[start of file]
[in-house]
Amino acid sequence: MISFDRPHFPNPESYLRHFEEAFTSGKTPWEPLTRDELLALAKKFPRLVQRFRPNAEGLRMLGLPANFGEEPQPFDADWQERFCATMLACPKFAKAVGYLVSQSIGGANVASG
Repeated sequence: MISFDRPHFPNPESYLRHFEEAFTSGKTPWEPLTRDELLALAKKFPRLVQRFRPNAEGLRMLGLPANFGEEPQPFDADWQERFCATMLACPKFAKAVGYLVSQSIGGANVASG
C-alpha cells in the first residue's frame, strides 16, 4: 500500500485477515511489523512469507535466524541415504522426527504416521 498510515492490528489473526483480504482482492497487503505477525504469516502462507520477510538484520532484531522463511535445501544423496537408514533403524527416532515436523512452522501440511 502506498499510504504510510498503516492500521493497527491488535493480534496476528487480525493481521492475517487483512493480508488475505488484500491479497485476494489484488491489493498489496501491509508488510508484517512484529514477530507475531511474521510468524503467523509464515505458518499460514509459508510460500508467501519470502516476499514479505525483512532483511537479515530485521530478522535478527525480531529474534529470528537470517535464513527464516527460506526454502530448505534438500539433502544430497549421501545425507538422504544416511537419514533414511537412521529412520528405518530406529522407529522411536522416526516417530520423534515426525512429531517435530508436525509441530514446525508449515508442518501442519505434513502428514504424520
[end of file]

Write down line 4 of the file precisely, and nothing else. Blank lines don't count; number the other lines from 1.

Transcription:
C-alpha cells in the first residue's frame, strides 16, 4: 500500500485477515511489523512469507535466524541415504522426527504416521 498510515492490528489473526483480504482482492497487503505477525504469516502462507520477510538484520532484531522463511535445501544423496537408514533403524527416532515436523512452522501440511 502506498499510504504510510498503516492500521493497527491488535493480534496476528487480525493481521492475517487483512493480508488475505488484500491479497485476494489484488491489493498489496501491509508488510508484517512484529514477530507475531511474521510468524503467523509464515505458518499460514509459508510460500508467501519470502516476499514479505525483512532483511537479515530485521530478522535478527525480531529474534529470528537470517535464513527464516527460506526454502530448505534438500539433502544430497549421501545425507538422504544416511537419514533414511537412521529412520528405518530406529522407529522411536522416526516417530520423534515426525512429531517435530508436525509441530514446525508449515508442518501442519505434513502428514504424520